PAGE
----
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Best Practices for Securing Virtual Networks - Part Two of Three

Article contributed by Hezi Moore, co-founder and CTO of Reflex Security

Read part one. 

 

Securing Virtual Networks: Solution Alternatives

 

Primarily, organizations have four alternative or complementary approaches to secure virtualized environments: physical network security devices, physical device / VLAN configurations, host intrusion prevention systems and virtualized network security systems. 

Physical Network Security Device (PNSD) 

Conventional firewalls, IPS/IDS and other physical network security devices (PNSD) reside outside a physical host machine and do not consume host machine resources.  Positioned between the host and the surrounding world, they intercept externally-based threats as they approach the virtualized environment.  This may allow offload of some host-machine inspection tasks and help conserve host resources.  Also, the PNSD’s independent deployment approach may result in fewer compatibility issues with virtualized environments, servers and/or applications.  

Unfortunately, these physical environment devices have limited virtualized environment awareness, access control and network discovery capabilities.  This may leave virtual environment resources vulnerable to inter-VM exploits, rogues, DoS, and other insider attacks.  The devices can also present a single-point-of-failure with associated security and availability implications. Finally, deploying physical chokepoints in front of every host machine can incur impractical performance, manageability and TCO burdens that may jeopardize the viability of the virtualized environment. This approach does not provide partitioning and security among the VMs.

Physical Network Security Device (PNSD) With VLANs

Like other physical network security devices, a PNSD with VLANs resides outside a physical host machine and minimizes host resource consumption.   Although PNSDs are relatively blind to virtual environment attributes, VLAN corridors can help them partition and protect virtual resources.  For example, by routing intra-host virtual server traffic through an external PNSD, virtual servers can be isolated from inter-VM attacks, rogues and other insider threats. 

On the down side, the logistics of moving high-volume virtual traffic roundtrip through multiple VLANs and external physical chokepoints can incur impractical performance, manageability and TCO burdens.  Each VM that’s added to an existing environment needs to be placed on a different VLAN, creating a set of complex, difficult management tasks for the administrator.  Any misconfiguration will not be detected and can cause major security complications inside the virtual environment.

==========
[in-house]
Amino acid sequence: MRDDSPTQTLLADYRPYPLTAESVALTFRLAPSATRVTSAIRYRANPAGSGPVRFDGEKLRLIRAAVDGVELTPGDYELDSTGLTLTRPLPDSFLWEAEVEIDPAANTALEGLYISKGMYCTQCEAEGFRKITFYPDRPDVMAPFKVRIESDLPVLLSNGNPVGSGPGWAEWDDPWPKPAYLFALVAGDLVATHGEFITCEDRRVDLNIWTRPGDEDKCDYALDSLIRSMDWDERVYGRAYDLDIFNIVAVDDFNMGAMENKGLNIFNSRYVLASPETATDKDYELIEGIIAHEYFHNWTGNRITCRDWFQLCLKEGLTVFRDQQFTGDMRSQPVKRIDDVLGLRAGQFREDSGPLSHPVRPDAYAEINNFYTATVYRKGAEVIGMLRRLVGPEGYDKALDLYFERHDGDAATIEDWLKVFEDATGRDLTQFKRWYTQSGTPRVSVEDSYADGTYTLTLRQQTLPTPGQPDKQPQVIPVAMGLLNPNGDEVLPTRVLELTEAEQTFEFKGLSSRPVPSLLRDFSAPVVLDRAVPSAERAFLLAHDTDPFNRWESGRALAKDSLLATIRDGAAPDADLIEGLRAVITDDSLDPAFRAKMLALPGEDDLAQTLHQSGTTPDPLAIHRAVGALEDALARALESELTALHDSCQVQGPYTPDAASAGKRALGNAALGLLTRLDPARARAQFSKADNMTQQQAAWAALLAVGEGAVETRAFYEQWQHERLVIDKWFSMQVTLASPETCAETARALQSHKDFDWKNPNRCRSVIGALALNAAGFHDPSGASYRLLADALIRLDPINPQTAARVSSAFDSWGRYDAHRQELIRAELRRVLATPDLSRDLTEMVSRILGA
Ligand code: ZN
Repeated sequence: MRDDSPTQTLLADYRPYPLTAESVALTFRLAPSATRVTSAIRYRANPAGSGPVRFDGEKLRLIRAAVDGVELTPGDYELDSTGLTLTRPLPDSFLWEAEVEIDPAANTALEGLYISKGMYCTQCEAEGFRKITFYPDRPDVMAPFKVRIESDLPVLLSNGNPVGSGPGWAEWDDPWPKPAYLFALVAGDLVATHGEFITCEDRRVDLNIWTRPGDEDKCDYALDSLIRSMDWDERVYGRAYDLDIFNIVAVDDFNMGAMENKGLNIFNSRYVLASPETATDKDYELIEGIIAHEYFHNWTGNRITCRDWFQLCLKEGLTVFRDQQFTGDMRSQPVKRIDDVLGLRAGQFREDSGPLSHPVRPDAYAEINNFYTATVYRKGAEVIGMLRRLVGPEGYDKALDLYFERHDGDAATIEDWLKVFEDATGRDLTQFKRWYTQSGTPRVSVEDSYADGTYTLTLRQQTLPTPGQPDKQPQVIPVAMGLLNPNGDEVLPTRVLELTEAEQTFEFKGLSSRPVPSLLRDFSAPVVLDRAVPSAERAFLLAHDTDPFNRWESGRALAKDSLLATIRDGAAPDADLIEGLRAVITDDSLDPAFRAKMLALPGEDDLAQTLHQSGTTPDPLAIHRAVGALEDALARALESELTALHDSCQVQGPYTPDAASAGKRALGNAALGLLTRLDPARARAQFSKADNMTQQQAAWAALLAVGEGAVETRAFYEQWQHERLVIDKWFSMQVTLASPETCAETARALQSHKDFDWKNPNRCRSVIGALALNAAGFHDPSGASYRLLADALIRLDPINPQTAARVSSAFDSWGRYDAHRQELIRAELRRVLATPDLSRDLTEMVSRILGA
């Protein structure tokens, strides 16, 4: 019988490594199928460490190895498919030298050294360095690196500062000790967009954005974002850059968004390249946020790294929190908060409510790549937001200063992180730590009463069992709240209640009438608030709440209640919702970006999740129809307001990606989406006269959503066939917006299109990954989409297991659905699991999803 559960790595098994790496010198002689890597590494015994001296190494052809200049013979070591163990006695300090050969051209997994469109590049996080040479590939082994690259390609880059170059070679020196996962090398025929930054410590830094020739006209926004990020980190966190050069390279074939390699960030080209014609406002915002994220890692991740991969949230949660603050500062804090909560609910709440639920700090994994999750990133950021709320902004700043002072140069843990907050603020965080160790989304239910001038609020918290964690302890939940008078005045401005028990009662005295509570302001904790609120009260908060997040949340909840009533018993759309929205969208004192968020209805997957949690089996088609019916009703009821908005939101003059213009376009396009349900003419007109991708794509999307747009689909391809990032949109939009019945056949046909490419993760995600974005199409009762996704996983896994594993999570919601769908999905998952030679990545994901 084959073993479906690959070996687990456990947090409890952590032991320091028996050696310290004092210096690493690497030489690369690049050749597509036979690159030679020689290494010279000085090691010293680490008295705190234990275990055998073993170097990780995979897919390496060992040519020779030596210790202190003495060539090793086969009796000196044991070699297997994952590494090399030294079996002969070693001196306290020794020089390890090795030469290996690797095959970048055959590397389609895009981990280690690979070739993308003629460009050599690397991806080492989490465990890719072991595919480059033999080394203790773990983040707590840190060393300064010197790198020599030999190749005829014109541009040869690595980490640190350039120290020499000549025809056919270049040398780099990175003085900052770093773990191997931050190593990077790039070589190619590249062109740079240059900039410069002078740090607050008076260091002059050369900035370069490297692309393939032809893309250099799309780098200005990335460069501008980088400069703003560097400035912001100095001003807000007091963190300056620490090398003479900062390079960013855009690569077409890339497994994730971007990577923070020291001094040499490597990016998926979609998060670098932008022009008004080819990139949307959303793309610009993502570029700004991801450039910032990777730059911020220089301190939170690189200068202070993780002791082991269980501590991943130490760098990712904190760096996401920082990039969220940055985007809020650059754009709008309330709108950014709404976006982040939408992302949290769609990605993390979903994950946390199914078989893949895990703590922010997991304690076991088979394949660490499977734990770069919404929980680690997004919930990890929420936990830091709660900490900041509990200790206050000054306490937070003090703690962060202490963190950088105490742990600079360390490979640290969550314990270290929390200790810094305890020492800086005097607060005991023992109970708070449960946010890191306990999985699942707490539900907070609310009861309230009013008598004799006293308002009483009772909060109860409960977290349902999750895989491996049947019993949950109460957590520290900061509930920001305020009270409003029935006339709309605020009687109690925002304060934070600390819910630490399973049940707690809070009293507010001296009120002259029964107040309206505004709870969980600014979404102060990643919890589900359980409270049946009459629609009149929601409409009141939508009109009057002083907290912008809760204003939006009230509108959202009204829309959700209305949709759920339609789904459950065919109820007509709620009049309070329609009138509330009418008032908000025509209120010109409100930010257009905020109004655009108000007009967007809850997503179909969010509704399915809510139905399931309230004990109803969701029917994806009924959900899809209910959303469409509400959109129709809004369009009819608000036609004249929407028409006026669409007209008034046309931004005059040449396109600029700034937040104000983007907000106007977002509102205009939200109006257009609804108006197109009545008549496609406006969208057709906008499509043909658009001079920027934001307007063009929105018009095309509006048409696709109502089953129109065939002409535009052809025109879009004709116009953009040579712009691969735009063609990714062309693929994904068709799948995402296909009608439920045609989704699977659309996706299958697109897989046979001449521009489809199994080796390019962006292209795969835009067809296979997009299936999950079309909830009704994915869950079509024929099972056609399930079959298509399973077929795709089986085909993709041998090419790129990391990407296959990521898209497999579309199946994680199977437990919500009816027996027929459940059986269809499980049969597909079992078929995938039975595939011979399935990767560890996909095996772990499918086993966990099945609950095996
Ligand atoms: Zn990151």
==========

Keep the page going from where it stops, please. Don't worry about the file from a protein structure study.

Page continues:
Also, PNSD/VLANs have limited virtualized environment awareness, access control and discovery capabilities.  This impedes their ability to detect and subsequently control rogues, DoS and other insider attacks. Finally, these devices can present a single-point-of-failure; deploying redundant PNSD hardware to address this can compromise the cost-effective scalability of a virtualized architecture.

Host Intrusion Prevention System (HIPS)

A HIPS resides inside an individual virtual server and competes for host machine resources.  They offer flexible, server-level protection that can address special requirements. For example, a HIPS could provide surgical control over a few application-specific exploits or broad-spectrum security protection for a critical server.  Also, legacy HIPS software may transparently adapt to deployment within a virtual server.  This may simplify deployment and administration.

A HIPS drawback is the potential for excessive host machine resource consumption; each HIPS deployment incurs incremental performance, compatibility and manageability issues that can make the approach collectively unviable.  HIPSs may also waste resources replicating inspection on traffic that was previously screened by other devices.  Finally, a HIPS has limited virtual environment awareness outside of its virtual server home.  This limits its ability to protect the virtual ecosystem from inter-VM attacks, rogues, DoS, surveillance and other threats. 

In a related application, a special HIPS installed on the host machine can help protect the virtualization machine monitor (such as the VMware ESX Server hypervisor) that underlies the virtualized environment.  This is an important function, though it doesn’t address inter-VM protection issues, etc.

Virtualized Network Security System (VNSS)

A VNSS resides on the virtualized LAN and consumes host machine resources.  A unique vantage point allows a VNSS to easily monitor and partition the virtualized environment; they are the only alternative capable of fully addressing external threats, inter-VM exploits, rogues, worms, surveillance, DoS and more.  In addition, a VNSS offers an attractive deployment, interoperability and resource utilization profile.  A few well-designed VNSSs can provide comprehensive security for a large number of heterogeneous virtual network segments, VLANs, servers, and devices.  This helps minimize performance, manageability and TCO impact. 

Conversely, a VNSS requires a supported virtualization platform (i.e. VMware, etc).  Environments with very granular protection requirements may also require intra-host VLANs or other special VNSS placement considerations.

 

In part three of this article, Hezi Moore will discuss what you need to secure the virtual network.

 

Hezi Moore is the co-founder and CTO of Reflex Security, a leading provider of virtual security solutions.

Published Thursday, March 27, 2008 1:20 PM by David Marshall
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